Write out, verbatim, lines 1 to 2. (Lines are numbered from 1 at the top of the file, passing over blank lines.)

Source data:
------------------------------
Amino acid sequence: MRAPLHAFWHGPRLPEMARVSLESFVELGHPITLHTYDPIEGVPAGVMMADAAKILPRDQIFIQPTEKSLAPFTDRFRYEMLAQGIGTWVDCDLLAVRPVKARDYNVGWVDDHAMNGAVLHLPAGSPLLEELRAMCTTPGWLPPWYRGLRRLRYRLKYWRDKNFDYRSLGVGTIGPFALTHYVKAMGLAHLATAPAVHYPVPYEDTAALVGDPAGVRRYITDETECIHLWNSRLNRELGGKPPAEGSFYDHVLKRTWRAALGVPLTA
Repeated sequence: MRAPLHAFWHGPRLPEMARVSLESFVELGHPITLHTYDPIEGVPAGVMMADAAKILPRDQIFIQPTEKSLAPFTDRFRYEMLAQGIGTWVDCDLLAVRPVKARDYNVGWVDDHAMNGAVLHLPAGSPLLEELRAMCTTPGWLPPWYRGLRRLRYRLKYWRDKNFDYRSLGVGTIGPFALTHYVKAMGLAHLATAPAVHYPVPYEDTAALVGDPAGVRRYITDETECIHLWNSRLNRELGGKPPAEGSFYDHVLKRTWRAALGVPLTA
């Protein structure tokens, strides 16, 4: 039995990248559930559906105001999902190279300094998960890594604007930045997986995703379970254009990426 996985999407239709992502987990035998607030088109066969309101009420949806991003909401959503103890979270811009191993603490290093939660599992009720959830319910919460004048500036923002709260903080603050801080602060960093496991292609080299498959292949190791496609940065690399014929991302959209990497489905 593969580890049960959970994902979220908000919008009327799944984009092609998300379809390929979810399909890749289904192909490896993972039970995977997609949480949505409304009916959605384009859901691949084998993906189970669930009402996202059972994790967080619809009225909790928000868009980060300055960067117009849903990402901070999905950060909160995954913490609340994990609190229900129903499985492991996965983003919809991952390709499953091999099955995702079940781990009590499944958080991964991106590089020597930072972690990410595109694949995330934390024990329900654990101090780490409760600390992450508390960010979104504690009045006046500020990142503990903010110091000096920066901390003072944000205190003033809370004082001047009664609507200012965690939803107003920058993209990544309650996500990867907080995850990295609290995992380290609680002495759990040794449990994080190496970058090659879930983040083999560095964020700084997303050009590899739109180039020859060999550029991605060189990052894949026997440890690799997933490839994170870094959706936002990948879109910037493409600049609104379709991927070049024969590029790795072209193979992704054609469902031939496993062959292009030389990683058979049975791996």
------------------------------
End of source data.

Amino acid sequence: MRAPLHAFWHGPRLPEMARVSLESFVELGHPITLHTYDPIEGVPAGVMMADAAKILPRDQIFIQPTEKSLAPFTDRFRYEMLAQGIGTWVDCDLLAVRPVKARDYNVGWVDDHAMNGAVLHLPAGSPLLEELRAMCTTPGWLPPWYRGLRRLRYRLKYWRDKNFDYRSLGVGTIGPFALTHYVKAMGLAHLATAPAVHYPVPYEDTAALVGDPAGVRRYITDETECIHLWNSRLNRELGGKPPAEGSFYDHVLKRTWRAALGVPLTA
Repeated sequence: MRAPLHAFWHGPRLPEMARVSLESFVELGHPITLHTYDPIEGVPAGVMMADAAKILPRDQIFIQPTEKSLAPFTDRFRYEMLAQGIGTWVDCDLLAVRPVKARDYNVGWVDDHAMNGAVLHLPAGSPLLEELRAMCTTPGWLPPWYRGLRRLRYRLKYWRDKNFDYRSLGVGTIGPFALTHYVKAMGLAHLATAPAVHYPVPYEDTAALVGDPAGVRRYITDETECIHLWNSRLNRELGGKPPAEGSFYDHVLKRTWRAALGVPLTA